Wen Liu, PhD, RN, Assistant Professor

Donor: Barbara and Richard Csomay Faculty Research Award

Project: Development and Feasibility of Self-Eating Focused Care for Nursing Home Residents with Dementia

Funding Year: 2016 - 2018

Project Description

Background: Cognitively impaired individuals are at increased risk for functional and behavioral difficulties at mealtimes, leading to compromised eating performance, low food and fluid intake, and negative functional and nutritional outcomes. Nursing assistants are the most critical front-line care staff and best positioned to manage the personal and environmental factors that influence resident eating performance. However, current staff training programs primarily focused on feeding skills, rather than engagement, quality communication, and dyadic interaction, and fail to address staff reported needs for knowledge and skills to provide optimal mealtime care.

ObjectivesThe project aims to 1) examine nursing assistants’ perceptions of the facilitators and barriers to engaging cognitively impaired residents at mealtimes; and 2) develop a nursing staff behavioral training protocol that include targeted nursing interventions addressing major mealtime problematic behaviors to improve residents’ eating performance.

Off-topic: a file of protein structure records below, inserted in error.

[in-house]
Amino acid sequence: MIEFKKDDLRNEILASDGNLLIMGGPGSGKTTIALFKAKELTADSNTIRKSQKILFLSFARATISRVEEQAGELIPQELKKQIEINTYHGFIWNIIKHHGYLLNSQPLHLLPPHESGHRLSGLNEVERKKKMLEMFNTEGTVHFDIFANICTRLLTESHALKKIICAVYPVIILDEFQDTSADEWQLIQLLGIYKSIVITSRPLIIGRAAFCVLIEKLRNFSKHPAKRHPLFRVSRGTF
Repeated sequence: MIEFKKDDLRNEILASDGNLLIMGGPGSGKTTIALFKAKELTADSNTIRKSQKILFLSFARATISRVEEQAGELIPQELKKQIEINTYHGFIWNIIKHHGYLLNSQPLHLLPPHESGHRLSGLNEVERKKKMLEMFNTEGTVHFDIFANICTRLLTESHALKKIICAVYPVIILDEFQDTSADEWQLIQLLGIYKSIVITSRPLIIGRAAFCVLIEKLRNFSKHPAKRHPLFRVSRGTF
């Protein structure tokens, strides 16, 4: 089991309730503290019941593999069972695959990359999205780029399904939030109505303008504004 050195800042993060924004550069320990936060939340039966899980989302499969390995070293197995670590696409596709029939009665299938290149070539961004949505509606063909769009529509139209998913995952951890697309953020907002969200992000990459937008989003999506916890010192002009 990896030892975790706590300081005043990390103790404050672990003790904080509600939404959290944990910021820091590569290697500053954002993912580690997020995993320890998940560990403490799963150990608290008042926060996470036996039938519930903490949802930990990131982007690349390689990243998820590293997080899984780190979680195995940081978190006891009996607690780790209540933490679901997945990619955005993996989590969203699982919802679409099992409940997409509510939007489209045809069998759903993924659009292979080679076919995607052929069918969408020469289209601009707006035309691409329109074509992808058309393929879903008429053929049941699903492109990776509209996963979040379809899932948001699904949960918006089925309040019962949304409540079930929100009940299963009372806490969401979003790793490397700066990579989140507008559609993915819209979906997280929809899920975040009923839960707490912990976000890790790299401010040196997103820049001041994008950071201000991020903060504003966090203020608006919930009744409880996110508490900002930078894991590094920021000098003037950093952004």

Population: Older adults with dementia living in nursing facilities and their staff caregivers.

Population: Older adults with dementia living in nursing facilities and their staff caregivers.

Approach: A qualitative descriptive design was used to examine nursing assistants’ perceptions of barriers and facilitators to engaging residents in eating (Aim 1). The qualitative findings will inform the development of a staff training program that teaches and motivates nursing assistants to effectively engage residents with dementia in eating at mealtimes (Aim 2).

Results: Nursing assistants identified multilevel barriers as well as a wide range of caregiver and environmental facilitators to optimizing dementia mealtime care. The qualitative findings affirmed a great need as well as feasibility for developing a targeted, individualized, resident-centered approach to promote engagement at mealtimes.

Outcomes: Findings of the study have been published in a peer reviewed journal. Findings have been used in developing the staff training program, and an NIH grant focusing on finalizing development and feasibility testing of the staff training program is to be submitted.

Citation of the publication: Liu, W., Tripp-Reimer, T., Williams, K., & Shaw, C. (2018). Facilitators and barriers to optimizing eating performance among cognitively impaired older adults: A qualitative study of nursing assistants’ perspectives. Dementia. DOI: 10.1177/1471301218815053. PDF iconPublication in PDF

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